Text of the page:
A day in the life of our computing team

Behind every scientist, is a team of people working behind the scenes to help enable the research to continue.

In the latest of our ‘Introducing’ series, we sit down with Becky Owen from our computing team, to ask if turning it off and on again really does work?

“Yes, turning it off and on still works and it fixes some real oddities. In fact, it is still often the first question I ask.

That said, I love the fact that my job is different every day. We get a few recurring issues of course, but many of those are automated, so we can focus on the less routine stuff.

I love being able to solve problems, when someone comes to you with a problem and I help them resolve it, so they can get back to work, it is really satisfying. My role means I can often get out to visit people and equipment in their offices and labs and it’s fascinating when people talk about what they’re doing.

The Computing team works across the collection of Norwich Bioscience Institutes located here on the Norwich Research Park, so I help cover the John Innes Centre, Earlham Institute, Quadram Biosciences and Sainsbury Laboratory.

We work on the hardware and software of the computing network; essentially, we get it all to work, maintain it and then fix it when something goes wrong, from making the initial diagnosis, to implementing the fix.

As with lots of scientific support services, we are here to allow the scientists and their research to shine.

The nature of scientific research and scientific equipment makes our roles uniquely challenging because, scientific equipment generates data and some instruments generate huge volumes of it, but if the computer holding the data doesn’t have antivirus protection it isn’t allowed to use the network here. Scientists still need to access that data and so it’s our job to implement solutions that both keep everything secure and allow people to do their work.

Because we work across a variety of plant and microbial scientific institutes, who are all doing cutting-edge research, security has to be paramount and I’d like to think we are one of the most secure group of institutes.

Last year I was really proud to be able to play a part in the installation of our new Cryo-TEM.

The arrival of any new piece of scientific research equipment is exciting and to be able to help get this up and running was really enjoyable. Logistically installing it was a huge operation, requiring the removal of doors and walls, but also a lot of electro-magnetic work to ensure it didn’t interfere with other pieces of equipment, or even the nearby lift.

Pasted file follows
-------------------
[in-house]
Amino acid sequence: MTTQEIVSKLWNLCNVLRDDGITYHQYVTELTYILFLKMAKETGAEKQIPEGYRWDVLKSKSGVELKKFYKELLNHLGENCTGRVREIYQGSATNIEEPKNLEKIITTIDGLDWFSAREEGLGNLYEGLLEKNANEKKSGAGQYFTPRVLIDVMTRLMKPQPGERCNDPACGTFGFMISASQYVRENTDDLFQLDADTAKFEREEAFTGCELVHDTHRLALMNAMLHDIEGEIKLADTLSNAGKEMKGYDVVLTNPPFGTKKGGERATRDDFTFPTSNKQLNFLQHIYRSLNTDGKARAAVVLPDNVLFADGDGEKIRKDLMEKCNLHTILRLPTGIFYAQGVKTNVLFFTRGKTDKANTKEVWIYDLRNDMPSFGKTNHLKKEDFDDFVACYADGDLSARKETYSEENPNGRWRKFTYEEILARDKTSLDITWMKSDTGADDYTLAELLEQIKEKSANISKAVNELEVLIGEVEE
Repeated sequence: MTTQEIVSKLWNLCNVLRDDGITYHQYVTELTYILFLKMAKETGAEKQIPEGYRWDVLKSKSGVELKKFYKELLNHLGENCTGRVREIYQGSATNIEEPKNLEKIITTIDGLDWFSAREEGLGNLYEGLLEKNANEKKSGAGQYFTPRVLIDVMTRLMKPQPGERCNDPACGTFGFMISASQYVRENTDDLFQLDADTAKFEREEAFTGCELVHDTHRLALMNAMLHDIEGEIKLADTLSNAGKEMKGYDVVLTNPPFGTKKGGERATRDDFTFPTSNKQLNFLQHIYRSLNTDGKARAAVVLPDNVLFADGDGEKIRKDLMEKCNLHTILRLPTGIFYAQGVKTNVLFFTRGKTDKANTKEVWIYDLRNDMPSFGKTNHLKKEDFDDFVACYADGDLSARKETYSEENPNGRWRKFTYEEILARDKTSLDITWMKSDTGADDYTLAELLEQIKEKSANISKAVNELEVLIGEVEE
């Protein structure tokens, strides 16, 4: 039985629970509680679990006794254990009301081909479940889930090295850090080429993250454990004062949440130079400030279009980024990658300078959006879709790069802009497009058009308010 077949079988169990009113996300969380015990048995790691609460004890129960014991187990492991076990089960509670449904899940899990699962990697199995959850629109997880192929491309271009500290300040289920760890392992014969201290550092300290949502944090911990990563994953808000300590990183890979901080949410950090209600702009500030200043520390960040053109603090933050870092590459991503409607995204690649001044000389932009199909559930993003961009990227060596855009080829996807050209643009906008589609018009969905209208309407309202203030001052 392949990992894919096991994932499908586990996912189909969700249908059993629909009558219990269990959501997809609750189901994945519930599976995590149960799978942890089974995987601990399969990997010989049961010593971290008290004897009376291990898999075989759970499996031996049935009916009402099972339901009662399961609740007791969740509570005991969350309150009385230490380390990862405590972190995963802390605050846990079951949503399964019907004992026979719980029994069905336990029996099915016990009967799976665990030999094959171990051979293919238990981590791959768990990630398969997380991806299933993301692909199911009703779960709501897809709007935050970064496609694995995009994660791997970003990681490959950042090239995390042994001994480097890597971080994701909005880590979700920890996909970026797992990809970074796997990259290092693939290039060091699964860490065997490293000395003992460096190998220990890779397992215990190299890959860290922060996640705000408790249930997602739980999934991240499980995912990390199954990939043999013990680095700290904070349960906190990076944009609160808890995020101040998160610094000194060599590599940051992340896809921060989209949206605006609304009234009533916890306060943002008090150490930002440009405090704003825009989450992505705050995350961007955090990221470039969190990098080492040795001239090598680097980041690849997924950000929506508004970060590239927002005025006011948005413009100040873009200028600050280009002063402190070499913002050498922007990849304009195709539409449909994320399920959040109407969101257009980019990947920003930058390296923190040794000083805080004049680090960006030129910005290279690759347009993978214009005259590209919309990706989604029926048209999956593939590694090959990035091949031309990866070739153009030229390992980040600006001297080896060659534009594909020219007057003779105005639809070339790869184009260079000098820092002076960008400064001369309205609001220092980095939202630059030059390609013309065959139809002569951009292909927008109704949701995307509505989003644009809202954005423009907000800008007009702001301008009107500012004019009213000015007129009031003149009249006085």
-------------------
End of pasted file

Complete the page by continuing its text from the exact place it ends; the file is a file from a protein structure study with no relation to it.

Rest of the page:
I got to work on the computer that the Cryo-TEM talks to, which was super cool. It was a real challenge, because you’re working within a lot of constraints, for example the software might not want anti-virus software (mentioned above) added to it, or be set-up to handle automatic updates, so you’re constantly working to resolve those little unforeseeable issues to get it talking to our network in a safe way and outputting data in a way that works for the technician working on the machine.

I have been here in the Norwich Bioscience Institutes Partnership Computing team for 18 months now. Before I came here, I was working in a learning support role at a local Sixth Form College, so moving here has been a complete career change.

I’ve always been interested in technology and even at the college I would often be working with students to solve bugs or overcoming ways to help them access technology and technological resources, so it wasn’t as big a shift as it sounds.

One of the things I have really carried from there is an interest in learning difficulties and technological solutions. I’d perhaps like to see more of that for staff here, for example, people who suffer from visual strain and would benefit from coloured paper or with dyslexia and may need dictation software or appropriate support. I especially enjoy jobs where I help people to find a way to meet a need like that, and though they don’t come along that often, I’m able to assist with these types of issues. It’s all about accessibility and making things easier where possible for people.

I have always harboured a secret desire to be a scientist, so to have the chance to come here and help facilitate world-leading biological science, is just incredible.”